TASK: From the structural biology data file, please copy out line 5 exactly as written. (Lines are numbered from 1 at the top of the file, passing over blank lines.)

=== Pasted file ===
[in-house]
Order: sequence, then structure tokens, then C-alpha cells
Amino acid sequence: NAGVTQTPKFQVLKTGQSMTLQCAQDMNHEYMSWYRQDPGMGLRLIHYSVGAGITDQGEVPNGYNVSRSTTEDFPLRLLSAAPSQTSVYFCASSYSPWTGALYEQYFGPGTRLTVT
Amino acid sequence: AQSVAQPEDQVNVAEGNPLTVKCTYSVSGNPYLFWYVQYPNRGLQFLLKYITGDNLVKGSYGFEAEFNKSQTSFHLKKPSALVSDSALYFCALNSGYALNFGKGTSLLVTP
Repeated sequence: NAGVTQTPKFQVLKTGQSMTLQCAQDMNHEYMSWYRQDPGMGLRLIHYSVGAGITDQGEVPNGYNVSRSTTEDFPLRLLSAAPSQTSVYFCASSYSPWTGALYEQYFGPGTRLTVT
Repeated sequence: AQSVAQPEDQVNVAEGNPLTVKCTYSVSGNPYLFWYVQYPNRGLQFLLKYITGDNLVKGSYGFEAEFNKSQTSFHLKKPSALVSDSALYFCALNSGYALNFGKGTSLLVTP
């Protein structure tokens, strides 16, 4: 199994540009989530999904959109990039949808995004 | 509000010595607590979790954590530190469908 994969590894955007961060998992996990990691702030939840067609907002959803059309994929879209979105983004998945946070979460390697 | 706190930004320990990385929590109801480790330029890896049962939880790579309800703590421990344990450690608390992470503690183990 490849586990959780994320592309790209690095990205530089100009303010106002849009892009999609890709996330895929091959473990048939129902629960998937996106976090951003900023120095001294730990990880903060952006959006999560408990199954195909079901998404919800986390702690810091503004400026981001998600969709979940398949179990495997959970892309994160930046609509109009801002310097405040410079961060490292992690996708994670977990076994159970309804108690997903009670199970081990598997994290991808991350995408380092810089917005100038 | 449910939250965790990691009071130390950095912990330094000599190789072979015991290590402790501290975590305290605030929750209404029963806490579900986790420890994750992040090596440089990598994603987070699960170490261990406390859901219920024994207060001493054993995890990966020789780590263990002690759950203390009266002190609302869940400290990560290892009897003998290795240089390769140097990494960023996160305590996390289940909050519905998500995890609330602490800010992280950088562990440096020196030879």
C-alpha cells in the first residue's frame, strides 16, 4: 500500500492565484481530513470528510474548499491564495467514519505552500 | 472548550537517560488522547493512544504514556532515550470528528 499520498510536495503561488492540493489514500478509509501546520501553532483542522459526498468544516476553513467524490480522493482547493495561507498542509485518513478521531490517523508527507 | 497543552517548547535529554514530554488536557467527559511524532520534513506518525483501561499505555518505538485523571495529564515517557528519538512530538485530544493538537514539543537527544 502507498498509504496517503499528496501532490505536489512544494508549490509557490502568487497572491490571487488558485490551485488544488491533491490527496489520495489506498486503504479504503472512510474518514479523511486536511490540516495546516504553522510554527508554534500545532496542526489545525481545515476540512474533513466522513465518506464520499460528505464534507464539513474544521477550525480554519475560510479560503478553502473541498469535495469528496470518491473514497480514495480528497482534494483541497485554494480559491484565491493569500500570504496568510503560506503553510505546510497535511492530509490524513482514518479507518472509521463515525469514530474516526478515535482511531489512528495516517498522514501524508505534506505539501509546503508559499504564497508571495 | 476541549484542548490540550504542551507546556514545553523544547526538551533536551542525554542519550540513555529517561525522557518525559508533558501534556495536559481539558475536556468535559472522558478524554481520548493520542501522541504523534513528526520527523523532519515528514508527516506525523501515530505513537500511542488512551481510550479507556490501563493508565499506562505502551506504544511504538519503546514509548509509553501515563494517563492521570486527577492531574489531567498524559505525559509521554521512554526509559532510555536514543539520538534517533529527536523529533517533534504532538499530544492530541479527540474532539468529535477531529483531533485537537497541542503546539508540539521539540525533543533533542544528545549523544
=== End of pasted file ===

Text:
Repeated sequence: NAGVTQTPKFQVLKTGQSMTLQCAQDMNHEYMSWYRQDPGMGLRLIHYSVGAGITDQGEVPNGYNVSRSTTEDFPLRLLSAAPSQTSVYFCASSYSPWTGALYEQYFGPGTRLTVT